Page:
Macclesfield Canal brought trade in Bollington to life, providing
for the first time a means of getting raw materials into the town
and finished products out in bulk and quickly - only a one day
journey to/from Manchester. It also provided the incentive to build
the two great mills on its banks, Clarence and Adelphi.
The first sod was cut at Bollington, though we don't know where,
but probably at Bollington Wharf on Grimshaw
opposite Adelphi Mill, in 1825. The canal was finally opened in
November 1831 after the difficulties of its construction at Bollington,
with the completion of the huge Palmerston Street embankment and
aqueduct (left), the two largest, and most troublesome, engineering
structures on the entire canal.
Bollington mill owner Philip Antrobus at
the time owned the house known as Rookery.
The schedule to an 1832 Act of Parliament relating to Antrobus's
Will shows that Rookery was leased to 'Willm Crossley'.
It is thought that this was probably the same William Crosley (with
one s) who was the engineer to the Macclesfield Canal Company -
the chap in charge of construction of the canal. This probability
is confirmed by items in The New Monthly Magazine 1833
and the Gloucester Journal 27th October 1832 which refer
to Crossley as residing at Bollington.
Crosley's name is usually
spelt with one s, as it is throughout the Macclesfield Canal
Company's minutes and other documents. However, the Macclesfield
Canal Society historian and archivist, Graham Cousins, has discovered
a document signed by Crossley with two ss. So you pay's your money
and take's your choice!
The embankment beside Palmerston Street aqueduct, pictured above
is quite unique in its construction. It is built entirely of rock,
the most readily available material around here. There is no other
on the British waterway network like it. Most embankments are built
mainly of earth, often that which has been excavated from nearby
cuttings. Earth embankments tend to have flatter profiles with
a maximum slope of 2:1 (33%). Building with rock enables a steeper
sided profile and ours is 1:1 (50% or 45deg). There is one small
section - in the bottom left corner of the picture - that has additional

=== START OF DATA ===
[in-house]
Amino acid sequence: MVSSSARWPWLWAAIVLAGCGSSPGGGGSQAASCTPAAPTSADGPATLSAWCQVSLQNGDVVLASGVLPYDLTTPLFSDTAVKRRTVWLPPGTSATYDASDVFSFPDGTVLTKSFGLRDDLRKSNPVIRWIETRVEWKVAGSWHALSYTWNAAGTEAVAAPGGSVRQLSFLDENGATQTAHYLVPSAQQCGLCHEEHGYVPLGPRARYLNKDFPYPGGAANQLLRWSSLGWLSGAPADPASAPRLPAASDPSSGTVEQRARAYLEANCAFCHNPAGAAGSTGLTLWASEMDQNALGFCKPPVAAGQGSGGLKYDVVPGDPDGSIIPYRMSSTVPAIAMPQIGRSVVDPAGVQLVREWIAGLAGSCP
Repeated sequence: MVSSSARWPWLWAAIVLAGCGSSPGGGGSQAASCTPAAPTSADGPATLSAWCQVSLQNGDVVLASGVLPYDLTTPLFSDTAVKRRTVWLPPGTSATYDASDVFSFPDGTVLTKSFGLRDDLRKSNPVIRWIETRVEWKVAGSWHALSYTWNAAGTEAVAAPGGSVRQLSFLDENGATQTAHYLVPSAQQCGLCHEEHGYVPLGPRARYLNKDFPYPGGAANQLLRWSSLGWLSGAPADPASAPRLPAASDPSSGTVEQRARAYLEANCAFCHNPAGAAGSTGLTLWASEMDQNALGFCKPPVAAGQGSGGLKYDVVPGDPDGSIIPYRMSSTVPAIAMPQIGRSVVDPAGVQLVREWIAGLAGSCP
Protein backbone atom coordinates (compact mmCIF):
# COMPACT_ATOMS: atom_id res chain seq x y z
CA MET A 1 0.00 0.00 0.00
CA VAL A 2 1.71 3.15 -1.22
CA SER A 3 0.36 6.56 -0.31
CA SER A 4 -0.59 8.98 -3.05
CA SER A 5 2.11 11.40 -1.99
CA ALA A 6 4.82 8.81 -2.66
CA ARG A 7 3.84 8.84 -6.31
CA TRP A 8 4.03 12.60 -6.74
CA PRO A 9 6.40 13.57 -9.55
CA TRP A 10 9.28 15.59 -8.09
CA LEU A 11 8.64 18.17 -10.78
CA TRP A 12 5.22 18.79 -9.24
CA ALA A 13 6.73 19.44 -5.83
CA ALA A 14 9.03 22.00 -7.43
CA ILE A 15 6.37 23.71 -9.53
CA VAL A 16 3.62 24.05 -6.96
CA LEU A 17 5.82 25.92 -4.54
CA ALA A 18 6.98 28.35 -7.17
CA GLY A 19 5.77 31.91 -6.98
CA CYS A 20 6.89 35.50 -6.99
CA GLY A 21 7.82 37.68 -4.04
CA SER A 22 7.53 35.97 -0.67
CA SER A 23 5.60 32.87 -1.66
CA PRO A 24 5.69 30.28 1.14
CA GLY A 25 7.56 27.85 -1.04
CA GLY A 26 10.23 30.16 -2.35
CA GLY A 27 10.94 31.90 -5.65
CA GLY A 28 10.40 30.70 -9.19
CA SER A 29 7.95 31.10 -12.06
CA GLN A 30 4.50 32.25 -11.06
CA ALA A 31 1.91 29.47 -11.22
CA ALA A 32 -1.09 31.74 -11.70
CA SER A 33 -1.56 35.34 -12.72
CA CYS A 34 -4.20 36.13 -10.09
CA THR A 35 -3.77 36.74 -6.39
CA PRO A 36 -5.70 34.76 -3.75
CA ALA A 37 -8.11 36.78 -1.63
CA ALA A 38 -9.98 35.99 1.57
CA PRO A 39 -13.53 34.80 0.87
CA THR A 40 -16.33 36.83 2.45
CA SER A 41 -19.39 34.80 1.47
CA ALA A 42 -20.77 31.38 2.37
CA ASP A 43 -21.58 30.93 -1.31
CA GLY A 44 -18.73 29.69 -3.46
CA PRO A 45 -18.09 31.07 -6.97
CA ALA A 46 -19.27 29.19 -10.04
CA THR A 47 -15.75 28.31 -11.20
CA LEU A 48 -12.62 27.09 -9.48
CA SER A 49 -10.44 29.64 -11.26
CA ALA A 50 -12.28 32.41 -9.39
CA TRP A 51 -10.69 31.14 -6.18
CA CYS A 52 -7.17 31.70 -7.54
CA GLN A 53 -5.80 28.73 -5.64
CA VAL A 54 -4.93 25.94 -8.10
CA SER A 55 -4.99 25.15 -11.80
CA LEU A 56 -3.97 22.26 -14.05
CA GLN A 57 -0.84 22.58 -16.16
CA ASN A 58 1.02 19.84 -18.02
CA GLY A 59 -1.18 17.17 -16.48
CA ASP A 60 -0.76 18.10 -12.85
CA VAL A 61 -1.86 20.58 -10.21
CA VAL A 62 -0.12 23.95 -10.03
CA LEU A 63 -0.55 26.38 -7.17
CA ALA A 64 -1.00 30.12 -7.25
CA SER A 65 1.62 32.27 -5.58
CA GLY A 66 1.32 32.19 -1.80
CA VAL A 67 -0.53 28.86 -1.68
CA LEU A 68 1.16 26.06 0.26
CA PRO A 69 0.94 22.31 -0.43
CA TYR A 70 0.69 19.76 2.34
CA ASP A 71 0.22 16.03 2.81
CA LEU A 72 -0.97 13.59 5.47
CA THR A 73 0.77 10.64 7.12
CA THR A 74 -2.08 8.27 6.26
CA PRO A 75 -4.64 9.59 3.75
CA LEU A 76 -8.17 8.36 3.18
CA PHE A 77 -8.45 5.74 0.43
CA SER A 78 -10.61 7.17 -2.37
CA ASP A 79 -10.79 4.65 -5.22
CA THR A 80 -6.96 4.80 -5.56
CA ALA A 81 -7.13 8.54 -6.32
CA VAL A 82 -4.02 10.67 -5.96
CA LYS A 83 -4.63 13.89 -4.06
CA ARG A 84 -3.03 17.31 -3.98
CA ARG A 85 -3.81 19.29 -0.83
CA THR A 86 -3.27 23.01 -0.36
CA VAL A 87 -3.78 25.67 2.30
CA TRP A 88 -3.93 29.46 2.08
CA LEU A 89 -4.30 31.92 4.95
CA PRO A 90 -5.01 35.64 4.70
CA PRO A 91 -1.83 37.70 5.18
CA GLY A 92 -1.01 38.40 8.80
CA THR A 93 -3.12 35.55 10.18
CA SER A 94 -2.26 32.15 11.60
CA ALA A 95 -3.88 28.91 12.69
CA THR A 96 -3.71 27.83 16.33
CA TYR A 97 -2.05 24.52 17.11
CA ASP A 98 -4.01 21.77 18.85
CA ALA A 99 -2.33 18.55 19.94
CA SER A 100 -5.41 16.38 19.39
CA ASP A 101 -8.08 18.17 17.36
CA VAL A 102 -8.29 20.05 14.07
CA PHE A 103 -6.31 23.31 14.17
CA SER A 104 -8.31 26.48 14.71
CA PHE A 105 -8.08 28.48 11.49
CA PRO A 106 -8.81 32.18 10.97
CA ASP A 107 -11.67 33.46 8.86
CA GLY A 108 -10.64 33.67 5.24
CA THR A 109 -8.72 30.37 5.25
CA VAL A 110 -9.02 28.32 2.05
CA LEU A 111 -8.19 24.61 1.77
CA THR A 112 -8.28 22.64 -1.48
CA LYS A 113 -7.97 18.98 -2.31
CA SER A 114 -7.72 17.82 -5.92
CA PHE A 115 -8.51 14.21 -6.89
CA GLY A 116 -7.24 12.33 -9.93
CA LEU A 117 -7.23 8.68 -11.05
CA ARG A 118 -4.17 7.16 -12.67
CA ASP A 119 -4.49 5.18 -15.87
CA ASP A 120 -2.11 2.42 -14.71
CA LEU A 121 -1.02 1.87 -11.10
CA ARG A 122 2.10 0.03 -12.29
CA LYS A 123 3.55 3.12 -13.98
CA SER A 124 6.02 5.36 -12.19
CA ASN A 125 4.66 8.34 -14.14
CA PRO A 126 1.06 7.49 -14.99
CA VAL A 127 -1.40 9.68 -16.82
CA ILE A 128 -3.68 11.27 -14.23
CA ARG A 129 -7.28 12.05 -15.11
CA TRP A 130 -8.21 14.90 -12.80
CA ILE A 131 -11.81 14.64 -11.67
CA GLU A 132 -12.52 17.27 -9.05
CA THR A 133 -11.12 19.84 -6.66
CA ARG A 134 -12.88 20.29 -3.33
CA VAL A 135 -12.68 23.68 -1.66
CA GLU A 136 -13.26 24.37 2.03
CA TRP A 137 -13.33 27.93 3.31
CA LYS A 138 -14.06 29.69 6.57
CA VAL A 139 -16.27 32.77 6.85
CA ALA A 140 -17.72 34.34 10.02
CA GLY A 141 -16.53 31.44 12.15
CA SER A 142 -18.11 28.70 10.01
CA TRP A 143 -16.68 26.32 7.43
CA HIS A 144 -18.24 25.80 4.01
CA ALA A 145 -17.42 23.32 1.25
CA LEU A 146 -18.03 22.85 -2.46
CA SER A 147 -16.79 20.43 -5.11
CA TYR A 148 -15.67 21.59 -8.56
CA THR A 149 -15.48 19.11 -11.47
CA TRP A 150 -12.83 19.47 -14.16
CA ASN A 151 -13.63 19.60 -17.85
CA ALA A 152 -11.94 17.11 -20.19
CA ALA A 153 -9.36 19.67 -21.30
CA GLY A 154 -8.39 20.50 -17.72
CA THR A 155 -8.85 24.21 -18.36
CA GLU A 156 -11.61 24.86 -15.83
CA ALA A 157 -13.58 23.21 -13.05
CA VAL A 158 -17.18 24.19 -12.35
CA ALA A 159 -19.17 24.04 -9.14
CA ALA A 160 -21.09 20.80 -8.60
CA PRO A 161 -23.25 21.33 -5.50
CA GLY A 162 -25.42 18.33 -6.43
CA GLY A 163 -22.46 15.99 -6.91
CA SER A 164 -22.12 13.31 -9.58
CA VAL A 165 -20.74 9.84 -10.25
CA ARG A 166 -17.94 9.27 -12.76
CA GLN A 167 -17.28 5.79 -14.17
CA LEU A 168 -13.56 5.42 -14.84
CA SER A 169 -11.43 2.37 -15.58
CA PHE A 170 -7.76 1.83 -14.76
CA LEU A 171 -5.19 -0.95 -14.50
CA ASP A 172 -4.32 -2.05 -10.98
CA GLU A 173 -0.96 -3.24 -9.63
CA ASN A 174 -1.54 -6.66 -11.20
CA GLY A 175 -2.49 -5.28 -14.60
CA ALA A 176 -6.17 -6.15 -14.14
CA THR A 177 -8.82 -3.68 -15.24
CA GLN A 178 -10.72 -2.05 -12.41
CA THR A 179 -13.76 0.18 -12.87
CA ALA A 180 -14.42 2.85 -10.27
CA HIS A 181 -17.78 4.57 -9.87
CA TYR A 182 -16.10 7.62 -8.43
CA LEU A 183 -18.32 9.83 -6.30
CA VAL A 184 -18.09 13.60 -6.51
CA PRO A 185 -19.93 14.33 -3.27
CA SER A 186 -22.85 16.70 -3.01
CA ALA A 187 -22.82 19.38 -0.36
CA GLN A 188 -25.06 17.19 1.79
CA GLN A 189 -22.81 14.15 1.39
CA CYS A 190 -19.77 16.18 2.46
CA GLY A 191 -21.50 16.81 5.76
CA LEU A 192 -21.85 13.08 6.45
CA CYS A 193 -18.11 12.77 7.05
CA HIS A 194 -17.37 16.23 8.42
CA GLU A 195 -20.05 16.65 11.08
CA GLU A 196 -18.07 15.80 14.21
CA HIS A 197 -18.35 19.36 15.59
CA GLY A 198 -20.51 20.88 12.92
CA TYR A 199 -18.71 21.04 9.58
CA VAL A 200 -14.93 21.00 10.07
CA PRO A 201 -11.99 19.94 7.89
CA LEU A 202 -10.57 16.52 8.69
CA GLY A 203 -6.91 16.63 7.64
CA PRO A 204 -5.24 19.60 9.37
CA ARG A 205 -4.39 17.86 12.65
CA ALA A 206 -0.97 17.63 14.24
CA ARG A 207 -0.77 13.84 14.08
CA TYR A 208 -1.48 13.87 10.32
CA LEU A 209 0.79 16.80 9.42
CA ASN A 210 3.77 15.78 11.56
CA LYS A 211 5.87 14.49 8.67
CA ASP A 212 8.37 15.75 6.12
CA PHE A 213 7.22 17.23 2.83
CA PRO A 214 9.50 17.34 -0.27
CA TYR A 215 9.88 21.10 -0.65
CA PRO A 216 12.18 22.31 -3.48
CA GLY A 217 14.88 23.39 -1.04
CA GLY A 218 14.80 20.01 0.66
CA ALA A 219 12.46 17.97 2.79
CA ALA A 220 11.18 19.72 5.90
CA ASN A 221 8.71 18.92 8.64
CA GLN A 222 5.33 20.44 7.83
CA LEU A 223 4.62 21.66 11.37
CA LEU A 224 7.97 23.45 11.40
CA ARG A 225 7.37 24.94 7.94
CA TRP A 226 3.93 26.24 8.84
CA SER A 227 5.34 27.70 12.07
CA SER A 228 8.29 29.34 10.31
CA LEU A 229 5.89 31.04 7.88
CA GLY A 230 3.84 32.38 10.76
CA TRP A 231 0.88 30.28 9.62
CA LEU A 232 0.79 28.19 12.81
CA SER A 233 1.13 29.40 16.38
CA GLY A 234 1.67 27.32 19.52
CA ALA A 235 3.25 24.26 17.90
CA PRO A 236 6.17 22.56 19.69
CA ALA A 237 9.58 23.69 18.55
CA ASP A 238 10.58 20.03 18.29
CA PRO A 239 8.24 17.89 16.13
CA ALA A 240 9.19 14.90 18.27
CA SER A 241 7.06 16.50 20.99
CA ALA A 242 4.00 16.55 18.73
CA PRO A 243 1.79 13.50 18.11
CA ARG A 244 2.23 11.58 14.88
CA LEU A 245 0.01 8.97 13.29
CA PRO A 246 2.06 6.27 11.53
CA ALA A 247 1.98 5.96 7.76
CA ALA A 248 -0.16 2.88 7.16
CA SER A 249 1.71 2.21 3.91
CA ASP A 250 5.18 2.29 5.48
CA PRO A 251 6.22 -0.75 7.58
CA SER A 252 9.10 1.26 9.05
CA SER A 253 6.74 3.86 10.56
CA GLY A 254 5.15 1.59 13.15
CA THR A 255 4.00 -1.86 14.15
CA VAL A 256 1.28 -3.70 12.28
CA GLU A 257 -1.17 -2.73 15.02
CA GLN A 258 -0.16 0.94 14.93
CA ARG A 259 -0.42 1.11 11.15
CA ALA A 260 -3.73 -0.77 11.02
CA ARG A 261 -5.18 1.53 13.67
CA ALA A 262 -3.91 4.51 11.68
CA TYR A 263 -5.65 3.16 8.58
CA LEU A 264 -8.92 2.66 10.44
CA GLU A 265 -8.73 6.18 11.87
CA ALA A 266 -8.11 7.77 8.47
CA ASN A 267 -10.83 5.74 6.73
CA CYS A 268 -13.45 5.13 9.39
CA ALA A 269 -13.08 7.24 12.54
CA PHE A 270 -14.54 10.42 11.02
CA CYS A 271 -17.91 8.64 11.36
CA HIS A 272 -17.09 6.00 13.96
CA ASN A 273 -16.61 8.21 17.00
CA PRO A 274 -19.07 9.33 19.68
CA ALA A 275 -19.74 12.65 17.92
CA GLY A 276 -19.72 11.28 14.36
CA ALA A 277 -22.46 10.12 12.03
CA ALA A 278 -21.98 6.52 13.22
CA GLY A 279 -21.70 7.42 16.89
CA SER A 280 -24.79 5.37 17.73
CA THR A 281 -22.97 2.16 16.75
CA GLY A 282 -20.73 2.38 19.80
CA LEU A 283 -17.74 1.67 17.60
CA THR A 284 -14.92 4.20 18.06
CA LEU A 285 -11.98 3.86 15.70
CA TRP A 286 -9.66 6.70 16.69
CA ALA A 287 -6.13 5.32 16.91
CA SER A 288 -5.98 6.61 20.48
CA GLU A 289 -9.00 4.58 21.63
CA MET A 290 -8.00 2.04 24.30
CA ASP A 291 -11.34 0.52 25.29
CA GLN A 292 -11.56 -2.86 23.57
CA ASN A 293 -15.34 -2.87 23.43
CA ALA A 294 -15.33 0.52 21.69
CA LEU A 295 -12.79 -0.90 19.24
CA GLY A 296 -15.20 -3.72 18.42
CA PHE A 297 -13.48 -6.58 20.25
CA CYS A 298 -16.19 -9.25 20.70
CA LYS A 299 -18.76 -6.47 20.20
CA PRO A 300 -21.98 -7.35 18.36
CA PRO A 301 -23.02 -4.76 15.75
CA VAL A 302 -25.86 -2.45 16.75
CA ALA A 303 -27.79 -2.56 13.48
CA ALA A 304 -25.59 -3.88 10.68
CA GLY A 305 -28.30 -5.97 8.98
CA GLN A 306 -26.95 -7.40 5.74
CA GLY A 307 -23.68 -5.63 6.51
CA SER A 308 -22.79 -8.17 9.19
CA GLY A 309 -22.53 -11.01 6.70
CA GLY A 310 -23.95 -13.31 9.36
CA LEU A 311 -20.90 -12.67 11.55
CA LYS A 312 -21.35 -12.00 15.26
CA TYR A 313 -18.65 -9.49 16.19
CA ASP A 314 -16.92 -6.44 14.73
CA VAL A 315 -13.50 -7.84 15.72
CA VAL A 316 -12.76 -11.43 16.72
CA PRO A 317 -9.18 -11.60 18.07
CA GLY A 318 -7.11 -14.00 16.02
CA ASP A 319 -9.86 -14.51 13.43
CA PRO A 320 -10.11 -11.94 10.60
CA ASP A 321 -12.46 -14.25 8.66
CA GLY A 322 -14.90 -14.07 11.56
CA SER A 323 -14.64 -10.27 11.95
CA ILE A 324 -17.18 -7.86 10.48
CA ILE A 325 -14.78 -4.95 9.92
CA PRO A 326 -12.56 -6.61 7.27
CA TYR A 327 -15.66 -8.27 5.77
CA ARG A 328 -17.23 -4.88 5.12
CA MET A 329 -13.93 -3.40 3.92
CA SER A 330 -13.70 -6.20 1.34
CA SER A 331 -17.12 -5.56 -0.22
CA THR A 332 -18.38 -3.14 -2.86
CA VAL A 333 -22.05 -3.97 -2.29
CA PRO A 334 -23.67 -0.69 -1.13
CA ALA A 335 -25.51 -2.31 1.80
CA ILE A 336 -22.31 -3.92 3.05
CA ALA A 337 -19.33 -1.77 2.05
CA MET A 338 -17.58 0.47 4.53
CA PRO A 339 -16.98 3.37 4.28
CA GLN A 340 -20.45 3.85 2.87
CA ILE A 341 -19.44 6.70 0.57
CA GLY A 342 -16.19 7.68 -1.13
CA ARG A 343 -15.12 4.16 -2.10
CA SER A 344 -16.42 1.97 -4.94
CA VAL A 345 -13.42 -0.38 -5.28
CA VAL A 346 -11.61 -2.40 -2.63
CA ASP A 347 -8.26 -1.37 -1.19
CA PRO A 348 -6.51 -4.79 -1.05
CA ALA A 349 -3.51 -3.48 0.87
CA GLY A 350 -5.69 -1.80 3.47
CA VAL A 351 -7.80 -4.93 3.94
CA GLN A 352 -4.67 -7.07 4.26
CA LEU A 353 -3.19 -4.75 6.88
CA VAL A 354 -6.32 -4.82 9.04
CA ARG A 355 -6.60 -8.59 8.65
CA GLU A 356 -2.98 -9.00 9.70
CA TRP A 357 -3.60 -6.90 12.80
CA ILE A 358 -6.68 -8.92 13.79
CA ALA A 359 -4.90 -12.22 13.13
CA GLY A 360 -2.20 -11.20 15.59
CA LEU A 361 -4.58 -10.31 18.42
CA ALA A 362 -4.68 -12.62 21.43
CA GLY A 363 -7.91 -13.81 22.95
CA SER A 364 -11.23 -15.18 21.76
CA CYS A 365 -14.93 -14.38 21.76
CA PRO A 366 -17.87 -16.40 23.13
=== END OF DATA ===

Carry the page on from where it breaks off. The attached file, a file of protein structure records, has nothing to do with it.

material piled on. This is thought to have been required as a result
of spreading during construction. The ground beneath was very soft
and while one would expect that the soft material under the embankment
was removed down to rock level the ground fell away towards the
Gnathole (original name for the recreation ground) so leaving that
side without adequate support.
River Dean Tunnel
And there is a further unusual feature associated with the canal
at this point. The River Dean naturally flows through this valley.
If you imagine the valley at this point without the canal embankment
or aqueduct you will realise that it is a very narrow gap between
the hills on either side. Originally the river passed this gap
and spread out in the field that is now the recreation ground.
All the surrounding ground was very boggy, not at all suitable
for building such a huge structure across the valley.
The solution was to remove the river and drain and dry out the
ground. The only way to do this was to move the river onto a new
course and put it through a tunnel. This runs from behind the first
few cottages in Water Street, under the canal, under Palmerston
Street and exiting in the recreation ground.
The 'Bollington Burst'
On 29th February 1912 there was a very serious breach of the canal
at Kerridge almost opposite the wharf and dry dock. This
event is fully described on another page.
A beautiful model has been made by Keith Scammell of the wharf
at Kerridge as it is believed to have been in about 1870. Have
a look at this on another page.
More information on the canal
Full details of the canal today can be found at the Macclesfield Canal web site. That site includes extensive historical information.